To be honest, or not?

These days it seems as if one value is constantly coming into question &

to be honest, or not to be honest? Whether we remove honesty from our lives to protect others or to protect ourselves, one way or another the decision always seems to come back to haunt us.

In a teenagers life, whether to be honest or not is a constant dilemma. Do you tell your parents the truth about where you are going on Friday night? Do you admit to your teacher the real reason you don't have your homework finished? And perhaps the most difficult question, do you tell people how you really feel even if you know they won't like what you have to say?

This is high school, after all. Rumors swarm through the air ready to attack at any moment, while the truth finds itself crushed beneath a lack of interest. The truth is boring, the truth is personal, and the truth hurts. Being honest can unearth powerful emotions inside us, and maybe high school students just aren't ready to look that deep yet. Besides, what we don't know won't hurt us, right?

Perhaps, but we teens can't run from the truth for the rest of our lives.


The dishonesty in high school does not always come in the form of a rumor or a lie.

For instance, most people who have been picked on in their lives have been told in their misery that the bully is the one for whom they should feel sorry. Deep inside, this bully must have horrible secrets they cannot escape unless they are cruel to others, victims are told. Although difficult to hear in a time of anger and pain, this statement rings true of many bullies.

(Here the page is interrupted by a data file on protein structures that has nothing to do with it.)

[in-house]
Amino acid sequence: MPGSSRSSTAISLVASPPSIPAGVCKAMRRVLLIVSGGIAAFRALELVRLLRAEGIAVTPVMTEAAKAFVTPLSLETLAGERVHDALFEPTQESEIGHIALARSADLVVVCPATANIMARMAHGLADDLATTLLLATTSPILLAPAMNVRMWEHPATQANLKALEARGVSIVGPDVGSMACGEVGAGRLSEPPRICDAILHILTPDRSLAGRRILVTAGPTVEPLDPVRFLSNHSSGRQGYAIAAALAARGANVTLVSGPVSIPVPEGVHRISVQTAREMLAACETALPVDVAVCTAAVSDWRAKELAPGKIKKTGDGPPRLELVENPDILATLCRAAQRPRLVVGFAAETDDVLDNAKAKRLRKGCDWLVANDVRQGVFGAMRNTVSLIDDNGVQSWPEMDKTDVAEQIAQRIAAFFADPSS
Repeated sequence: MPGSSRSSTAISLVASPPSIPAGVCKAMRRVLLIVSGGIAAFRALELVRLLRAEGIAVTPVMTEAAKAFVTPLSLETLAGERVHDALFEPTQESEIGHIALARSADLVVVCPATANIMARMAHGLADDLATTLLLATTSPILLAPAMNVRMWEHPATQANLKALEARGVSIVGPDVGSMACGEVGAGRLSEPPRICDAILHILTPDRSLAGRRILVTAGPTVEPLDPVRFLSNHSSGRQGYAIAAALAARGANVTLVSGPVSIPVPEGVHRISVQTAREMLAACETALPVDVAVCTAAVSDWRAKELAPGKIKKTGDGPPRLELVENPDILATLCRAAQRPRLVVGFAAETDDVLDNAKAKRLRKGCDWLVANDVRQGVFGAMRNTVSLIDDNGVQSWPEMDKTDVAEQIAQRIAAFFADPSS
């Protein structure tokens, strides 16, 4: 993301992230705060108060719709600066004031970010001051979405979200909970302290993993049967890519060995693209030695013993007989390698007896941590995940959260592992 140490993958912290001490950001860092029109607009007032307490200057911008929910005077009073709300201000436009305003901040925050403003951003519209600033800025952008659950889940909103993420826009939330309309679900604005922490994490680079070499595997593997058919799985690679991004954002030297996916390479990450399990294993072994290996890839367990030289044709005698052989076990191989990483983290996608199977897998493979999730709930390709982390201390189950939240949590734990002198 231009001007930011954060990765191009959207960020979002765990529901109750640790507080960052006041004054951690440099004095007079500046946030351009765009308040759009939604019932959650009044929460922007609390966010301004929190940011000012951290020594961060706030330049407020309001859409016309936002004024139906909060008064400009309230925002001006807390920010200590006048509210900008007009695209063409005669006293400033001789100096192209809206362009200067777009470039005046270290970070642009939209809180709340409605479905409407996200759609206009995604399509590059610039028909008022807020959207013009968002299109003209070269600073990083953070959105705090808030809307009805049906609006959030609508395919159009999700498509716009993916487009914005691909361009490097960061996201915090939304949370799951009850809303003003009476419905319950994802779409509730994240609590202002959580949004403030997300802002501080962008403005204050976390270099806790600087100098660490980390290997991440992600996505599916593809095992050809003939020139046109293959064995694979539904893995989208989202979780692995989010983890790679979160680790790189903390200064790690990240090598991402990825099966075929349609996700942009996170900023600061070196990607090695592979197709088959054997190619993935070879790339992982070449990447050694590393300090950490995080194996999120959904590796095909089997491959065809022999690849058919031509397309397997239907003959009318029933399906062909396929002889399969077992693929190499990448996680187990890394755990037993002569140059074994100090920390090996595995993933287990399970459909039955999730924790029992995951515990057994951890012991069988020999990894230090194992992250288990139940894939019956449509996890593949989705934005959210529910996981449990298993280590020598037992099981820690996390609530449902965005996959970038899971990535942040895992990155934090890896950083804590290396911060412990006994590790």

Psychologists call this outward manifestation of internal aggression 'projection,' which is deemed a defense mechanism to help people cope with things that they cannot handle. Of course it is never acceptable to bully others, but if students are bullied at home then sometimes redirecting their anger towards fellow students seems to them to help cope with their own pain.

But no matter how much we project our feelings, suppressing the truth is not going to make it any less true.


Each day at school I see smaller scale examples of this unpredictable defense mechanism. People insecure with their own appearances scoff at others who seem comfortable with theirs while people who are lonely sneer at those surrounded by friends. As everyone denies their insecurities and projects them on one another it becomes harder and harder to stay out of the line of fire. It is, at last, when the people that we consider friends begin to fire at us that things become the most difficult.

Even if you care about someone, despite all of their faults and insecurities, you can only deal with being hurt by those you love for so long. Eventually, no matter how much you understand someone's pain and reason for acting the way they do, it can be tiresome when they project this pain on you. No one can know all of the right answers but it seems that if we cannot even be honest with the people closest to us in high school, how can we ever expect to get by in the real world?

is a senior at Ashland High School.

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